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In my last article I raised the concern that East Coast offshore wing machines might not withstand destruction by the hurricanes that frequently run up the coast. Offshore wind design has been developed in Europe, where hurricanes do not occur. This makes their proposed use in places like Virginia very much an untested experiment.
In the comments someone mentioned tsunamis versus hurricanes. For those not familiar with the term, a tsunami is a big tidal wave caused by an undersea earthquake. I have never heard of tsunamis as a threat to offshore wind installations, so I did a bit of digging. Below is what I found.
Tsunamis are a serious threat to offshore wind machines along the West Coast. This is due to a combination of features. First, there is relatively little continental shelf, so a lot of offshore wind machines will be floating, not standing on the bottom. Second, the threat of tsunamis is very high because the entire West Coast is earthquake country.
These features are part of what is called “plate tectonics”. The “solid earth” we live on is actually just a very thin crust on a huge molten ball. The continents are around 100 miles thick, while the molten Earth is 8,000 miles in diameter.
Moreover this thin solid crust is in big pieces, which are called plates. These plates move around slowly, propelled by currents in the huge molten mass below. This colossal activity is called plate tectonics.
The plates rub on each other and this causes earthquakes when the rubbing is jerky. Even bigger, sometimes one plate is forced below another when they jam together. This monster activity is called subduction and it too causes earthquakes. One plate jamming into another is what causes mountains. For that matter what we call sea level rise may just be the ocean basins changing shape tectonically.
All of this tectonic activity is happening along the entire West Coast. The famous San Andreas fault is where the Pacific plate is sliding northward along the North American plate. Less well known is the undersea Cascadia subduction zone, which runs from Northern California to the northern tip of Vancouver Island in Canada.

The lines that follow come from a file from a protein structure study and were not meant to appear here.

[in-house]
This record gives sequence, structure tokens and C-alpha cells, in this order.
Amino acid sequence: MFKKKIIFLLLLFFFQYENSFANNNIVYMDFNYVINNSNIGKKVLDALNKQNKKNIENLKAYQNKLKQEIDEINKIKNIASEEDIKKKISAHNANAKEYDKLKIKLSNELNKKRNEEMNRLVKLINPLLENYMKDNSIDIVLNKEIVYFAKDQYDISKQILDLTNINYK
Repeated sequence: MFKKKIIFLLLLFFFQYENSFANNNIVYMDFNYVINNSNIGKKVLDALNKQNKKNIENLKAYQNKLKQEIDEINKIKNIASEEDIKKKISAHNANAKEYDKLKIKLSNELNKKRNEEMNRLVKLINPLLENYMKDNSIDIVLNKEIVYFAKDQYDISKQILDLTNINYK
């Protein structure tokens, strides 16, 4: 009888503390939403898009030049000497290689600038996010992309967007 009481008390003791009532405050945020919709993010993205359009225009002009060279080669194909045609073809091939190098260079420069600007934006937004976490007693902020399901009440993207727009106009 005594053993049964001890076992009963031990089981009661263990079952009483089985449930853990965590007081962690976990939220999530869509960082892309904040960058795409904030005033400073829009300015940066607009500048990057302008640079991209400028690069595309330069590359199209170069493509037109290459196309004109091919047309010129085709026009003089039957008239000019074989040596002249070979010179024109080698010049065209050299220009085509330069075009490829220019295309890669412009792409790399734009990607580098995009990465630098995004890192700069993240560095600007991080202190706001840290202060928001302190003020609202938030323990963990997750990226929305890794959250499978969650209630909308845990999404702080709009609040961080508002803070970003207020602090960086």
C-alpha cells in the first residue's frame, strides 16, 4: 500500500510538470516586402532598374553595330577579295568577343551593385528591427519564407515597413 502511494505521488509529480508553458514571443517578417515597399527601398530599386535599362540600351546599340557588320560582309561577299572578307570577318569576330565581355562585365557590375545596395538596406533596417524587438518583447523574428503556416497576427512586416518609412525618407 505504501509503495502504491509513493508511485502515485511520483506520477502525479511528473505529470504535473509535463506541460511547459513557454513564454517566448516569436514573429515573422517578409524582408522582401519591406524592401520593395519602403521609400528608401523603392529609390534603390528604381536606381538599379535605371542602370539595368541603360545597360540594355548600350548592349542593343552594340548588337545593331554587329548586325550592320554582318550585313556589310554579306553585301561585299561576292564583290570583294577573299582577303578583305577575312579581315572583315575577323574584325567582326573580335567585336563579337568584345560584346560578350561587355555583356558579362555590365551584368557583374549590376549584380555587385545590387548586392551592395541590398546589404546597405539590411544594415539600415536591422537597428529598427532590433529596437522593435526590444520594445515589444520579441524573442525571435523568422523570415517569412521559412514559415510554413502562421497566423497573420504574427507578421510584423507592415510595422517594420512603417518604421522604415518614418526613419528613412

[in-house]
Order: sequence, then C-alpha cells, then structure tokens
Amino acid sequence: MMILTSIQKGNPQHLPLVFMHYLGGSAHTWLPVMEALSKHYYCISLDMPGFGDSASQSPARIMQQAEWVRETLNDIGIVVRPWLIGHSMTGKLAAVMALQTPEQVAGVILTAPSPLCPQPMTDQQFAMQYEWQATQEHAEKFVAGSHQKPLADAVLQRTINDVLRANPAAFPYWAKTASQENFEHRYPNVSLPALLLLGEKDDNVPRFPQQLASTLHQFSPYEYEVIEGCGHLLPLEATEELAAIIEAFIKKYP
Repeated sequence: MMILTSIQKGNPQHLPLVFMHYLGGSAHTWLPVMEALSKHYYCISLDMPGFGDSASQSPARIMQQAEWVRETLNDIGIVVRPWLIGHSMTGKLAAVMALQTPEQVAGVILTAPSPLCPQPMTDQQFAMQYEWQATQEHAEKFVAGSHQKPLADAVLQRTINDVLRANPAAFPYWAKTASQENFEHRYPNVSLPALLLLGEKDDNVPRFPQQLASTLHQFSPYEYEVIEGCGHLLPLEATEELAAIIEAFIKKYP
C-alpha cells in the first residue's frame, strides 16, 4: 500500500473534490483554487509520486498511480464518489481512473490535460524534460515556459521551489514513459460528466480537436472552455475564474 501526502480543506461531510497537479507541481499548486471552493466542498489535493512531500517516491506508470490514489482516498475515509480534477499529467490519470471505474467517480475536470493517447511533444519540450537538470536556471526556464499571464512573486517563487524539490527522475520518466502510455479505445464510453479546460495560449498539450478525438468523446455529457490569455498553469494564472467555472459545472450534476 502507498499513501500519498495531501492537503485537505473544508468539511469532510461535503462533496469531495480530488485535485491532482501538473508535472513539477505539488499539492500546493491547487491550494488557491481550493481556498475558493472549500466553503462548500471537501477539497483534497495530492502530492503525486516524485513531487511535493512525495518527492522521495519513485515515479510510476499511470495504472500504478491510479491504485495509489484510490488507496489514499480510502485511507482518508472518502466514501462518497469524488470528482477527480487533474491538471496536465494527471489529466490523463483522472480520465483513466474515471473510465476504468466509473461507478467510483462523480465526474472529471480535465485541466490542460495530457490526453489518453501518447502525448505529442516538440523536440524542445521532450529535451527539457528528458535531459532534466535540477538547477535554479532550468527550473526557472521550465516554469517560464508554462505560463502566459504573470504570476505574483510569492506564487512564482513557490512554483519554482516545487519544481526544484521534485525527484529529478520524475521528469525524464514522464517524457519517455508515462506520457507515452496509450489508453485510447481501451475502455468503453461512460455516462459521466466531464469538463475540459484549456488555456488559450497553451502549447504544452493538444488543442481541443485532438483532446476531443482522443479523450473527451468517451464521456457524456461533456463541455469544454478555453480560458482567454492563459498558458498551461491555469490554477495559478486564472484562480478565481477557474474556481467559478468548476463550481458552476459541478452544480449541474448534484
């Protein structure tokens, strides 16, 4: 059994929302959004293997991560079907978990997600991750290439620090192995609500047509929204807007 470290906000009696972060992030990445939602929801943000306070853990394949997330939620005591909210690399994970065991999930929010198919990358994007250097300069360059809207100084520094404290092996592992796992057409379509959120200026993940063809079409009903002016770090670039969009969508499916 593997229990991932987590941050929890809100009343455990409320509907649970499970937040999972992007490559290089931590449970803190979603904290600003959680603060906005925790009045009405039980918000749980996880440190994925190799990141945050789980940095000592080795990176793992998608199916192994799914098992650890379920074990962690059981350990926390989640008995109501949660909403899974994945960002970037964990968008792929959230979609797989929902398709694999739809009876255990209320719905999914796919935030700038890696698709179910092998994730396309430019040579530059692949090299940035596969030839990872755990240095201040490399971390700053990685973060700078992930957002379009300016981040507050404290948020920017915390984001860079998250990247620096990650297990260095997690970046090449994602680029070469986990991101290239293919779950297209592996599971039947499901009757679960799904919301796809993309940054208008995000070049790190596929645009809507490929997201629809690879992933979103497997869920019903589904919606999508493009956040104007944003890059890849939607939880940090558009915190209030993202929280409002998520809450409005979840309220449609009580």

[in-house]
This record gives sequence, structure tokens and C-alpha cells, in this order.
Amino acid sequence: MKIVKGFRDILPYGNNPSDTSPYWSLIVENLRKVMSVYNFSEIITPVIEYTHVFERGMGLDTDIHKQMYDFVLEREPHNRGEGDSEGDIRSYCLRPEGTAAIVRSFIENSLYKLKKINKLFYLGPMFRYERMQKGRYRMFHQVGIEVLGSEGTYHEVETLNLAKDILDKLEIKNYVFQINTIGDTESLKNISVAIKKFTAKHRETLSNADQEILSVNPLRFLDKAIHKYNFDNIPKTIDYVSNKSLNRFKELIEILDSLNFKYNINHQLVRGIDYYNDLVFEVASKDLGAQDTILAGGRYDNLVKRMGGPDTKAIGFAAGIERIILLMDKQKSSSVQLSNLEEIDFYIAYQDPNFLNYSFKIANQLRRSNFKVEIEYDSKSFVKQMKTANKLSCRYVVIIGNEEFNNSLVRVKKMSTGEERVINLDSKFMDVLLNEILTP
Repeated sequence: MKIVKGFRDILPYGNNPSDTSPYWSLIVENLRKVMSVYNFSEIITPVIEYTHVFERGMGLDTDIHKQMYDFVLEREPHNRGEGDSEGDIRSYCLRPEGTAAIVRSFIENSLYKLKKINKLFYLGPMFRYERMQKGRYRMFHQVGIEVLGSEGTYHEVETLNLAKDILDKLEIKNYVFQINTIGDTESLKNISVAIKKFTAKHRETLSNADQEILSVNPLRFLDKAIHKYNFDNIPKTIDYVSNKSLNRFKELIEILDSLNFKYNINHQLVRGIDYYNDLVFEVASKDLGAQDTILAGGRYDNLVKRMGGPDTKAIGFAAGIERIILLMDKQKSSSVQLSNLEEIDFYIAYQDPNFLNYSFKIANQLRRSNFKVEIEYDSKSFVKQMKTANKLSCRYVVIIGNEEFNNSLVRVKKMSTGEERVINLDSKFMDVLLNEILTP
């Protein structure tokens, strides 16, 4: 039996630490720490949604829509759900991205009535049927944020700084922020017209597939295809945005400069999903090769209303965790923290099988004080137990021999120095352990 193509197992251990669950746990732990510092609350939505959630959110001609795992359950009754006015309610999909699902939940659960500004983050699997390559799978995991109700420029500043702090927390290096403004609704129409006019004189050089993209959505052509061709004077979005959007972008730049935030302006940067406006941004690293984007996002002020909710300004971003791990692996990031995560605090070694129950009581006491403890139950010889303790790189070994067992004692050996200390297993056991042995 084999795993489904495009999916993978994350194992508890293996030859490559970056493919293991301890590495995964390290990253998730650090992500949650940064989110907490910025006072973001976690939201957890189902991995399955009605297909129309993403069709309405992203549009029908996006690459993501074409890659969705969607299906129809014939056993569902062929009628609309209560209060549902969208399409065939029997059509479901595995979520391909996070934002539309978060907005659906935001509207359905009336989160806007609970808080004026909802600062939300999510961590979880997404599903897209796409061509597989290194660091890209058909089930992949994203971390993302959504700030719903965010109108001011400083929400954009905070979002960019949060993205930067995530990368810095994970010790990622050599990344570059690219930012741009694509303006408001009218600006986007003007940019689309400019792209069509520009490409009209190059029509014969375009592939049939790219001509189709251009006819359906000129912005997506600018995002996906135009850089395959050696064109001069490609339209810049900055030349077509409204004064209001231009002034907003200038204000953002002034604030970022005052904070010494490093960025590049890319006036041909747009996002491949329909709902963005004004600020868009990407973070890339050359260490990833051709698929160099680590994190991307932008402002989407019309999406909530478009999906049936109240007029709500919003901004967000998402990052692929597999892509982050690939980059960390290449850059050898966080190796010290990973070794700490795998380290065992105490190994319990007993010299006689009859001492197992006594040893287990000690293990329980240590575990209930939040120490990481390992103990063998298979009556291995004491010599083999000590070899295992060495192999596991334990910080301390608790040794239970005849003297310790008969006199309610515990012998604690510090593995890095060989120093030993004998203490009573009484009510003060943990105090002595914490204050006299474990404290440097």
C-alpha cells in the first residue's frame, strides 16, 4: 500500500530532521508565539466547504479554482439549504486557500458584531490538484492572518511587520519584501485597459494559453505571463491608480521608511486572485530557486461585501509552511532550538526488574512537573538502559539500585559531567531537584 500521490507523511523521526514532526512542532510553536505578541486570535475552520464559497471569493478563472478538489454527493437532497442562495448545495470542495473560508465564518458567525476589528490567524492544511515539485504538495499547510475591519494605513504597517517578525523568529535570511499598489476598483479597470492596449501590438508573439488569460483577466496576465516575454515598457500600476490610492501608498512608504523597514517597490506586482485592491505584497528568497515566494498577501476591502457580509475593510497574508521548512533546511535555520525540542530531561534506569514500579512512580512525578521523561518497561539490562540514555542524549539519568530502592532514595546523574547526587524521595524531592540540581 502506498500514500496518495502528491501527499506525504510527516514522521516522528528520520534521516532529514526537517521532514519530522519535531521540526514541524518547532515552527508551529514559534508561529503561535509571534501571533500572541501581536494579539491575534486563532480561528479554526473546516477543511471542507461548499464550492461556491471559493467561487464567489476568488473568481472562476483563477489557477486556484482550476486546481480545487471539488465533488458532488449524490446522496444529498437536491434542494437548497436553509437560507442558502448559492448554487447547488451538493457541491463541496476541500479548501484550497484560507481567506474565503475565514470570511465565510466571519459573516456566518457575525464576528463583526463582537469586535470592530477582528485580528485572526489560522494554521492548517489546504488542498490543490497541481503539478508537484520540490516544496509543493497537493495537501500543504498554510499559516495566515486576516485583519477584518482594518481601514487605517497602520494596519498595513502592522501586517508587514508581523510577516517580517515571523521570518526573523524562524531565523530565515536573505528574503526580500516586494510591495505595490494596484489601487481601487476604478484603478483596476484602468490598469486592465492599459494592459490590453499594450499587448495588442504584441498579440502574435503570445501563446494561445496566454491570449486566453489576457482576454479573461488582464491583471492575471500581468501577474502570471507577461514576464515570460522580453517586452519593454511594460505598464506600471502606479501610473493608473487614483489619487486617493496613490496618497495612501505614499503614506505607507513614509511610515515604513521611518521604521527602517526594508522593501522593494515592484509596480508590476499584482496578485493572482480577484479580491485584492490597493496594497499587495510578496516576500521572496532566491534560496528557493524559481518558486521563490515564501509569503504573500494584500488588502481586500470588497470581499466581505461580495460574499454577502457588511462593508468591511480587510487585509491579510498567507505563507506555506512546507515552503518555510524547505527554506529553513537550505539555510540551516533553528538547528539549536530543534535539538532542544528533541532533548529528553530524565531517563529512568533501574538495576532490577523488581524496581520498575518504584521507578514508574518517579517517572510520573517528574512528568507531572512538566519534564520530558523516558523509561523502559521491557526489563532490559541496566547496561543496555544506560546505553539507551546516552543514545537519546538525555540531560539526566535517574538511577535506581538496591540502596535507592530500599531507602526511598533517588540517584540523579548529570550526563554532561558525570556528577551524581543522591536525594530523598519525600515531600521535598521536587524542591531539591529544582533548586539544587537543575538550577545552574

Subduction is the reason there is very little continental shelf to mount offshore wind machines on. The shelf along the mountainous western coast of the United States is narrow, measuring only about 20 miles wide on average, whereas that off the eastern coast extends more than 75 miles in width. The western shelf is also rugged like the onshore mountains, while the eastern shelf is pretty flat.
Subduction is also why the threat of powerful tsunamis along the Pacific coast is rated “high to very high” by the experts. These ratings are made in a useful document called the “NTHMP Tsunami Information Guide” from the National Tsunami Hazard Mitigation Program, which was formed by law in 1995. Led by NOAA, the NTHMP also includes the Federal Emergency Management Agency (FEMA), the U.S. Geological Survey (USGS), and 28 U.S. states and territories.
By way of scale the Tsunami Guide says the Cascadia subduction zone may well produce a 60 foot high tsunami in the not too distant future. I cannot imagine an 800 foot tall floating wind machine being hit by such a monster wave without falling over and/or sinking.
My point here is the same as with the East Coast hurricanes. These are real threats that need to be properly designed for, if that is even possible. All I am seeing are feel good articles saying how we are going to build thousands of these monster machines lining our coasts. How will these ungainly monsters survive these threats when they happen, which they will?
Show us the engineering.